Ghoüle Wampe Ghost Walk: The Ghostly Tales of Nottingham Contemporary

Photo by Julian Hughes
Photo by Julian Hughes

High Pavement has always been famous for being a haunted place. It is believed that spirits of the criminals that stood trial in what is now the National Justice Museum roam the streets at night and cause mischief in the neighbouring buildings.

Earlier this month we had a chance to hear some rather unearthly tales as our resident collective Kühle Wampe held a “Ghoüle Wampe” ghost walk. Starting at Nottingham Contemporary, the walk included Nottingham’s haunted locations and ended with a candlelit ghost story open mic in the King Billy in Sneinton, Nottingham.

Read the spine-chilling accounts below...

The Slime Troll of Broadmarsh Bog

In the days of yore, before the demolition and current renovation of the Broadmarsh Centre, before the initial construction of the shopping centre and bus station, way back when the city of Nottingham was known as the city of Snottingham, the area was a vast and treacherous swampland. Undisturbed by the rulers of Snottingham the marsh formed a natural deterrent to anyone attempting to storm the castle from the south. Countless species of mosquito filled the thick air while all manner of slithering fauna crept along the swamp-bed. Of all the vile and toxic creatures that inhabited the Broadmarsh there was one far more foul and terrifying resident.

Parents had warned their children about the tale of the slime troll who crawled out of the swamp and dragged bad kids into the murky darkness to eat.

Here is a letter detailing an account with the beast, the story of Yorrick, Archie and Plum:

Plum’s letter

Ey it were a fateful day when me and t’lads went into that bog. Far as ah remember it were a dark ‘n stormeh night, Yorrick an’ Archie’s kids ‘ad gone missing earlier that day an’ they reckoned that the bog witch ‘ad teken ‘em and they were planning to go in and gerrem back.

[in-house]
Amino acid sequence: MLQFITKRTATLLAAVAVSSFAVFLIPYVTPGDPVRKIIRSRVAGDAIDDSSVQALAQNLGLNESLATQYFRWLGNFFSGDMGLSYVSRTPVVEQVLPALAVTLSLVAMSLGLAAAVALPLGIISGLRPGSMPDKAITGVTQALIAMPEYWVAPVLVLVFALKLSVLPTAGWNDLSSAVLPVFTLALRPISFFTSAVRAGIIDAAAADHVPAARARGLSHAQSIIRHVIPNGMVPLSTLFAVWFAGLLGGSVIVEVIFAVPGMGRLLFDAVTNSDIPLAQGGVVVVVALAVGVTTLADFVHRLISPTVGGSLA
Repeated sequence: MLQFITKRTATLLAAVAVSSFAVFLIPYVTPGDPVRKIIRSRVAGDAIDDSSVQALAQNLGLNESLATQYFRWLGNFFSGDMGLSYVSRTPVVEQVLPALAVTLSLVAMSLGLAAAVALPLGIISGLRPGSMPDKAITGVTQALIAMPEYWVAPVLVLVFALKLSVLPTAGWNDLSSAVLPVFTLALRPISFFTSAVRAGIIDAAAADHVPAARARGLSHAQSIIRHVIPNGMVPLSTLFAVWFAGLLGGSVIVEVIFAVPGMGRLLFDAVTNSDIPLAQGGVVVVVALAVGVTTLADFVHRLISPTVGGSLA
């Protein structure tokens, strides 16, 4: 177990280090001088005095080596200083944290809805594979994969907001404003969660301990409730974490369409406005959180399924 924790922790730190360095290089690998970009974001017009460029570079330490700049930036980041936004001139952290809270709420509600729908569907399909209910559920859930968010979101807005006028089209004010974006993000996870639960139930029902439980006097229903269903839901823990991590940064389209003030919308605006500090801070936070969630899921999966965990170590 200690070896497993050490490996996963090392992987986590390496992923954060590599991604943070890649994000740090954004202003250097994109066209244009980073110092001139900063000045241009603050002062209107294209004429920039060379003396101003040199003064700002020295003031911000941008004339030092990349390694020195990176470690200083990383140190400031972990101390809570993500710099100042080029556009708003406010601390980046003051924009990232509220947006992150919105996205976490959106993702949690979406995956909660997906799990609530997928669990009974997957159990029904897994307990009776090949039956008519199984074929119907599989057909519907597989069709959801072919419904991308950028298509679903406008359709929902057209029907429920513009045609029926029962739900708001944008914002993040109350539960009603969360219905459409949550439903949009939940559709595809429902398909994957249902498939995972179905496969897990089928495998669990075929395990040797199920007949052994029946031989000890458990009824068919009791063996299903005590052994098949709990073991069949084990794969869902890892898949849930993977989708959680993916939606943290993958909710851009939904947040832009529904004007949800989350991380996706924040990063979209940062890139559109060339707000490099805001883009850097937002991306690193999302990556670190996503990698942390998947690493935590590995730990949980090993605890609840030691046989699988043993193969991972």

We went aht, we all ad us little sticks ready t’batter ‘bog witch if she wun’t gie us kiddies back. We set off singing, we sang some rate crackers ‘til we reached t’edge of t’bog. Ey – it reeked – like urine and vinegar and rotten taters. We started heading in deeper and it wern’t that bad once you got used t’smell, saw some little frogs, that were nice. Y’had t’be careful not to stand still too long cos’ your feet’d start sinking in t’sludge.

Was all going alrate til’ mosquitos found us – they were a pain in t’neck – we spent about twenty minutes swatting them, then we ‘erd it –a gret, rattling ‘orrible roar.

‘wasthat?’ Yorrick said.

‘Dunno, sounded like it came from over there’ our Archie retorted. He was pointing at this thick, bushelled pile o’ sticks n’ moss in t’middle of t’swamp. As we peered in t’darkness I noticed all t’mosquitos had gone too – bit weird – I thought. After staring in t’dark trying to figure out what we were looking – somatt moved – slowly something wa’ rising up out t’bog – it were a massive anorll.

We tried to round but all as feet were stuck in t’mud. It were getting bigger an’ slowly comin’ towards us so we shat us sens.

When it reached us we could all see it we could all see it properly, it were fearsome and it stank. It were all hunched ova, prob’ly about ten foot tall and built like a brick. It opened its massive mouth full o’ big tombstone teeth and gobbled up Archie and Yorrick. It looked me straight in t’eyes and let out a massive burp rate in me face, then turned and started to crawl back in t’swamp.

No one ever found any body and no one ever found any bodies, especially no Troll body. Eventually they flattened the area to make way for the building of Broadmarsh centre in 1893. Since it’s opened, night staff have reported strange incidents occurring at 3am smells of drains, overflowing toilets, piles of dead mosquitos.

Our Gallery Zero (off of Gallery 1) is a place for collectives of artists, creators, makers and agitators to develop their practice and to engage and collaborate with audiences. Our current Gallery Zero residents include Kühle Wampe, who describe themselves as "a parasitic research-based practice; spawning within the institutional host of Nottingham Contemporary."

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